Nosemonkey's EUtopia

In search of a European identity

Ukraine, Blogging and Democracy

Le Sabot Poste-Moderne is reporting that a compromise has been reached. There will apparently be a re-vote, and both sides have renounced violence.

Let’s hope this is not another of those false starts, of which there have been so many over the last week or so. There are still a lot of questions. Yep, much is undecided.

Nonetheless, some lessons learned from blogging the revolution:

  • It is practically impossible for anyone in the west to understand the complexities of the Ukrainian situation, and certainly not the sheer enthusiasm involved – we have never experienced anything like this
  • Many people have confused “Yushchenko for President” with “Democracy for Ukraine” – they are not necessarily interchangable
  • Wearing orange to show support for Ukrainian democracy, even if that is your only intention, actually only shows support for Yushchenko
  • Pointing out the last point often leads to irritated – and perhaps justified – rebuttals from Ukrainians who see in Yushchenko hope for the future
  • That hope can blind them to his flaws
  • Pointing out that Yushchenko has flaws is not the same as saying he is not the better candidate, but it will usually be interpreted that way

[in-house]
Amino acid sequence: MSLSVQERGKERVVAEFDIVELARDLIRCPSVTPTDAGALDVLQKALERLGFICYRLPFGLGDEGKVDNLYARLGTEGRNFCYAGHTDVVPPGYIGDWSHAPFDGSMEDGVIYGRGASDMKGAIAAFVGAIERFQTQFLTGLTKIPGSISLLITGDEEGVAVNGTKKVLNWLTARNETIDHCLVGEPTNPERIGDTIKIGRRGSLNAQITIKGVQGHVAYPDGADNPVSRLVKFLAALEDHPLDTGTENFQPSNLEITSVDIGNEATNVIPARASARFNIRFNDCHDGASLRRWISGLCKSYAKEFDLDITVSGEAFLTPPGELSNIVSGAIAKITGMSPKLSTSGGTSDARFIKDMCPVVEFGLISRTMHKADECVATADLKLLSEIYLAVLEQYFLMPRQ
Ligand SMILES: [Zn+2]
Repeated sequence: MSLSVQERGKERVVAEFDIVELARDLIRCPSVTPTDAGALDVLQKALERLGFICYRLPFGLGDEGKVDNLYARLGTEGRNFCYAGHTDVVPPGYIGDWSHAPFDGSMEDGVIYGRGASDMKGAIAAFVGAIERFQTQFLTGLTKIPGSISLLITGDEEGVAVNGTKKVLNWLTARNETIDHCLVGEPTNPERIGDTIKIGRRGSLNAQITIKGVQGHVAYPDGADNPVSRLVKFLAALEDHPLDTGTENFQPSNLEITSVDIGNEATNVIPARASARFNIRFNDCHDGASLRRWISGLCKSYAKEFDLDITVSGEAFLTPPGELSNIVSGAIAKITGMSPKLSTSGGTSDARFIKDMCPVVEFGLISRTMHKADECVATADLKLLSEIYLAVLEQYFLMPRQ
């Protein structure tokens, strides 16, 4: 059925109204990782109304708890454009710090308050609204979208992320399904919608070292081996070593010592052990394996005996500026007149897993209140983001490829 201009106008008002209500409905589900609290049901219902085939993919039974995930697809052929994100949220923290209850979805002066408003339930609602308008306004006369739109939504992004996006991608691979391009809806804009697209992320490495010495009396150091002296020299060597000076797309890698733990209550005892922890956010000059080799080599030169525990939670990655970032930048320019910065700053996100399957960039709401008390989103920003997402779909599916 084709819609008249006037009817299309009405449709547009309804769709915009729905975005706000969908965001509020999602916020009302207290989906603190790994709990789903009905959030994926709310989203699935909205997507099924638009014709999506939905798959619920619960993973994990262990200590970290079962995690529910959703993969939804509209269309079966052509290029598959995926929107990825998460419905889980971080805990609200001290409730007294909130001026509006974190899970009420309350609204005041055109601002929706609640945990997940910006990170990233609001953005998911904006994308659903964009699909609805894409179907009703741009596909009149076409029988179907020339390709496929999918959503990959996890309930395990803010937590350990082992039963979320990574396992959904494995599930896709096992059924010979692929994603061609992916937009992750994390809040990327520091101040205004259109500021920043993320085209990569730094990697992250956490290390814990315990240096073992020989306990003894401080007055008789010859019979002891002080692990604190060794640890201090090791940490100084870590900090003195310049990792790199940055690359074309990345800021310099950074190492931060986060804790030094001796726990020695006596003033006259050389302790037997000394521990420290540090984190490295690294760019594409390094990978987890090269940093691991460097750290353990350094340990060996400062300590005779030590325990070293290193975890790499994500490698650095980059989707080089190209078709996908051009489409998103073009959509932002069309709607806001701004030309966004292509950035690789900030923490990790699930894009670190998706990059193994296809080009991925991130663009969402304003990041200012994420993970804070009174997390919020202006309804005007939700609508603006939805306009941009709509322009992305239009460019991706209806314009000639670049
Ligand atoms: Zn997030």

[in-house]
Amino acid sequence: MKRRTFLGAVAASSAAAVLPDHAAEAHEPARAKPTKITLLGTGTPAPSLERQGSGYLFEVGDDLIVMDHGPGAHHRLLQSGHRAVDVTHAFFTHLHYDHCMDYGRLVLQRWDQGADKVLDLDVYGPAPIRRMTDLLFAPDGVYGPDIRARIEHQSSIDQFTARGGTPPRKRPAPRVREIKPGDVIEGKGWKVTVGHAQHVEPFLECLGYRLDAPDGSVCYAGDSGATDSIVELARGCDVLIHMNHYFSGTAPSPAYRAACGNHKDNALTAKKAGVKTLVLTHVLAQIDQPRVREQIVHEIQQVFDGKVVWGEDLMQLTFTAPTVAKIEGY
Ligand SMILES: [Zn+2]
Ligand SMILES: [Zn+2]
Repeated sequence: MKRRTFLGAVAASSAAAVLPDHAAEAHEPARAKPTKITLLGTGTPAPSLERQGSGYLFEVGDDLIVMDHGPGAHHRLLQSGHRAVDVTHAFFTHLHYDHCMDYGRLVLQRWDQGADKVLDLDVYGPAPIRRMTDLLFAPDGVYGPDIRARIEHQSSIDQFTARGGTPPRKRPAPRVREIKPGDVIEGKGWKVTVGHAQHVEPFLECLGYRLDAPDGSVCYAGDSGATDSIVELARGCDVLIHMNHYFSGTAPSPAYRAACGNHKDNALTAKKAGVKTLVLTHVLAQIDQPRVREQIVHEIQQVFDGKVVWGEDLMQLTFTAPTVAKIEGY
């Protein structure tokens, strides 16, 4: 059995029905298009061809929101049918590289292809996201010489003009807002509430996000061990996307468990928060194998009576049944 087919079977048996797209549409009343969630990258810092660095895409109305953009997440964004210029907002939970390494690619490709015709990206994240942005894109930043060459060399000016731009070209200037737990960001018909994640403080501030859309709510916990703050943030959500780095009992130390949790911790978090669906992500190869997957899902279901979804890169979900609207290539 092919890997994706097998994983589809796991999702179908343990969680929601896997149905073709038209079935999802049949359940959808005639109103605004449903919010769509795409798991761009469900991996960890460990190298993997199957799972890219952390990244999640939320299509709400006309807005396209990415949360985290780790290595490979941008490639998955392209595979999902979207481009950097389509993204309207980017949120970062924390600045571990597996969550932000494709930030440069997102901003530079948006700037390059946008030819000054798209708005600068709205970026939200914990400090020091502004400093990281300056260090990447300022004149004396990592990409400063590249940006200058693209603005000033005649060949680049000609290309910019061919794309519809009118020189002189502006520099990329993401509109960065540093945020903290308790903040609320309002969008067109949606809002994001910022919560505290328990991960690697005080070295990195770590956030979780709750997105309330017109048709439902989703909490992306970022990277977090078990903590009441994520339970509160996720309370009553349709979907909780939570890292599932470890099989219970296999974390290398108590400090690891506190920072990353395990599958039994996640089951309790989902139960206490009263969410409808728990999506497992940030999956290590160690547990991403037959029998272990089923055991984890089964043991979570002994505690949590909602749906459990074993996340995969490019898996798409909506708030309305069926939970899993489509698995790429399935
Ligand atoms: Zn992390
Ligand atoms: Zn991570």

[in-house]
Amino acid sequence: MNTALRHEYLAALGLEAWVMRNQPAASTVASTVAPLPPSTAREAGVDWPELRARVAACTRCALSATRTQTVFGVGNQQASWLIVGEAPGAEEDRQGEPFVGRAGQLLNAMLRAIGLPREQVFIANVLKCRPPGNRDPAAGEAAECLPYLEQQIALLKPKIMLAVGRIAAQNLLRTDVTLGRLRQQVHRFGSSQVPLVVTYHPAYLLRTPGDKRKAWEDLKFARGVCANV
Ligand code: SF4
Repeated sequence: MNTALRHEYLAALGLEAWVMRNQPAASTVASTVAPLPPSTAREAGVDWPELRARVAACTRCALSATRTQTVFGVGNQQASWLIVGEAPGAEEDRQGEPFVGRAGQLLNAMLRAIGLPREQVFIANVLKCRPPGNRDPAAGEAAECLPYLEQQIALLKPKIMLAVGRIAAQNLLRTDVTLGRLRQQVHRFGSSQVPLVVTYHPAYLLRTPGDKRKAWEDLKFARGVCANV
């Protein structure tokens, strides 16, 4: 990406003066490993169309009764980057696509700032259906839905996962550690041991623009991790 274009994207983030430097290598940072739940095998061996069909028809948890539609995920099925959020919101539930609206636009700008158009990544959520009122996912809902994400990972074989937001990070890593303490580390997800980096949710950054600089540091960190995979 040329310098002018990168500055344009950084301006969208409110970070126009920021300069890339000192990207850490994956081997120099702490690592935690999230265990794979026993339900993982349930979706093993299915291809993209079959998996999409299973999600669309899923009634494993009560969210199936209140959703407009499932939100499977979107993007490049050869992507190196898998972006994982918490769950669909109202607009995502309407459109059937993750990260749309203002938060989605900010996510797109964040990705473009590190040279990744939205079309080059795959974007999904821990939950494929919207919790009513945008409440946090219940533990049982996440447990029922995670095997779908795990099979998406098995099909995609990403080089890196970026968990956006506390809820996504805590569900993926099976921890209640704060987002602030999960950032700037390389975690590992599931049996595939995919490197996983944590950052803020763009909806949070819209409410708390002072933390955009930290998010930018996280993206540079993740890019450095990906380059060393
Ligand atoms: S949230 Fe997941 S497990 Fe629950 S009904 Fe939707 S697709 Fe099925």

• It is next to impossible to find any pro-Yanukovych views online, despite the fact that he gained the support of a sizable chunk of the population, even after fraudulent results are taken into account
  • The one-sided feed of information makes informed comment of the overall situation utterly impossible – like reporting a US election using only Democrat sources, or on the EU while only reading pro-European blogs and articles
  • Most importantly, after more than a week of covering and following the elections, I have yet to see a run-down of either candidate’s actual policies – and without seeing the policies, how is it possible to form a decent opinion?

Finally, the response of the bloggosphere has been incredible. While it took the mainstream media three days to pick up on how serious the situation was, bloggers were on it within hours. They will continue to keep on it, and I with them.

Even if we get it wrong sometimes, and even if we often fall foul of the lure of leaping to the obvious conclusions, this whole affair has convinced me of the good that us bloggers can do. With a UK General Election coming up – perhaps as soon as May – and with the ongoing preparations for Britain’s EU presidency and the vote on the European Referendum, I am going to give serious consideration as to how I can help foster debate through this blog. Maybe Blog:Vote is the way forward, maybe something else entirely.

I am entirely open to suggestions – let me know which direction you’d like this blog to go in. It will remain Eurocentric, normally with a heavier emphasis on international relations and foreign affairs than domestic British politics, but beyond that I’m entirely open to ideas.